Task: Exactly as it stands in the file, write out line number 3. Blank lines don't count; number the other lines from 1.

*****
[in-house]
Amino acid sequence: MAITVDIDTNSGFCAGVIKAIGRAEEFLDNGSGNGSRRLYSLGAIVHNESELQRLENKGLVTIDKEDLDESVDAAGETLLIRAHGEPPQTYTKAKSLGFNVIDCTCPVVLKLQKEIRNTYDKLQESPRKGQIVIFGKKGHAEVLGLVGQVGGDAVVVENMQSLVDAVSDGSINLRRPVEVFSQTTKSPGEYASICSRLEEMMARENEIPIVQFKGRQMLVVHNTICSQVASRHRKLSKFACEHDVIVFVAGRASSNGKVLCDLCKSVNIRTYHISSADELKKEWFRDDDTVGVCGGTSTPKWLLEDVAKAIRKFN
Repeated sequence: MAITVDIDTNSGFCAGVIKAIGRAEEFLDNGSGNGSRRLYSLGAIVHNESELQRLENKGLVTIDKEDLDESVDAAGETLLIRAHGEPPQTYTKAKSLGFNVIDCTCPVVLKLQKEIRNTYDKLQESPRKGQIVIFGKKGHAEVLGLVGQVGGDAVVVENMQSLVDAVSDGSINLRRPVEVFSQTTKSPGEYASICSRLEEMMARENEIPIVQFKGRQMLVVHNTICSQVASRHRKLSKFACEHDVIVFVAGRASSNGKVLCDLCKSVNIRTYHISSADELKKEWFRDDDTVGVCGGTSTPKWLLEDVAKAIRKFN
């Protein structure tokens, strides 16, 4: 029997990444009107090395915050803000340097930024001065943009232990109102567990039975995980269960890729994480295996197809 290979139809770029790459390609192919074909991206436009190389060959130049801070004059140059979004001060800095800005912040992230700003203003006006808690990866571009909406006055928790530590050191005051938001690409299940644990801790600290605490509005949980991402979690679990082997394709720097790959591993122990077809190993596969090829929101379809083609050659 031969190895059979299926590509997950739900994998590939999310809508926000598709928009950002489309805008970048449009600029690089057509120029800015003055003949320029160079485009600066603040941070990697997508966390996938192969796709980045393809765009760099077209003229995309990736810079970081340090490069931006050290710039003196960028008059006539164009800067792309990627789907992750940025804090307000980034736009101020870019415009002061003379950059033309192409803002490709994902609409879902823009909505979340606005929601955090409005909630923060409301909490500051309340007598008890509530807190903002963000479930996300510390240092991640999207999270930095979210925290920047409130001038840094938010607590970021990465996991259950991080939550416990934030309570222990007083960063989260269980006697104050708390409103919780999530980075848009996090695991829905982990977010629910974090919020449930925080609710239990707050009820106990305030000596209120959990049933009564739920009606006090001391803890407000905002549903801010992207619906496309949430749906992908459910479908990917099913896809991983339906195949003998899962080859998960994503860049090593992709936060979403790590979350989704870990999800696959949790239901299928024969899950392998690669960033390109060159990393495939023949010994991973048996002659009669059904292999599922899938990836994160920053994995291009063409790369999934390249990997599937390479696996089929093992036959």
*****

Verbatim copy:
Repeated sequence: MAITVDIDTNSGFCAGVIKAIGRAEEFLDNGSGNGSRRLYSLGAIVHNESELQRLENKGLVTIDKEDLDESVDAAGETLLIRAHGEPPQTYTKAKSLGFNVIDCTCPVVLKLQKEIRNTYDKLQESPRKGQIVIFGKKGHAEVLGLVGQVGGDAVVVENMQSLVDAVSDGSINLRRPVEVFSQTTKSPGEYASICSRLEEMMARENEIPIVQFKGRQMLVVHNTICSQVASRHRKLSKFACEHDVIVFVAGRASSNGKVLCDLCKSVNIRTYHISSADELKKEWFRDDDTVGVCGGTSTPKWLLEDVAKAIRKFN